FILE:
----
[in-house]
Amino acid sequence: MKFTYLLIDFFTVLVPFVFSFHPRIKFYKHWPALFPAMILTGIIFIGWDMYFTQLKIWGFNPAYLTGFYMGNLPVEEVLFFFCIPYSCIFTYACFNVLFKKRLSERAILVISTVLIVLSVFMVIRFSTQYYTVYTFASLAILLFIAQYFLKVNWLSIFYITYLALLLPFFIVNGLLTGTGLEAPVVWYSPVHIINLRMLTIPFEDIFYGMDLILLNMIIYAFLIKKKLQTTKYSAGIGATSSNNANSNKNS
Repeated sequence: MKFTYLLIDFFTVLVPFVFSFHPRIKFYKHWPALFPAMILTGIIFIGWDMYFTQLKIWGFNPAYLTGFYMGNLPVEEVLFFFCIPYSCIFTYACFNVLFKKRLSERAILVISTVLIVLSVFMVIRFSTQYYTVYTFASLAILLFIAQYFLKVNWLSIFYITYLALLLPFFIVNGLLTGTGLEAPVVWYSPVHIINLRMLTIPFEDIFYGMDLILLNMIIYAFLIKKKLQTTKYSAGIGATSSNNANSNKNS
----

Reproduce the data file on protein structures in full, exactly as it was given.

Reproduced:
[in-house]
Amino acid sequence: MKFTYLLIDFFTVLVPFVFSFHPRIKFYKHWPALFPAMILTGIIFIGWDMYFTQLKIWGFNPAYLTGFYMGNLPVEEVLFFFCIPYSCIFTYACFNVLFKKRLSERAILVISTVLIVLSVFMVIRFSTQYYTVYTFASLAILLFIAQYFLKVNWLSIFYITYLALLLPFFIVNGLLTGTGLEAPVVWYSPVHIINLRMLTIPFEDIFYGMDLILLNMIIYAFLIKKKLQTTKYSAGIGATSSNNANSNKNS
Repeated sequence: MKFTYLLIDFFTVLVPFVFSFHPRIKFYKHWPALFPAMILTGIIFIGWDMYFTQLKIWGFNPAYLTGFYMGNLPVEEVLFFFCIPYSCIFTYACFNVLFKKRLSERAILVISTVLIVLSVFMVIRFSTQYYTVYTFASLAILLFIAQYFLKVNWLSIFYITYLALLLPFFIVNGLLTGTGLEAPVVWYSPVHIINLRMLTIPFEDIFYGMDLILLNMIIYAFLIKKKLQTTKYSAGIGATSSNNANSNKNS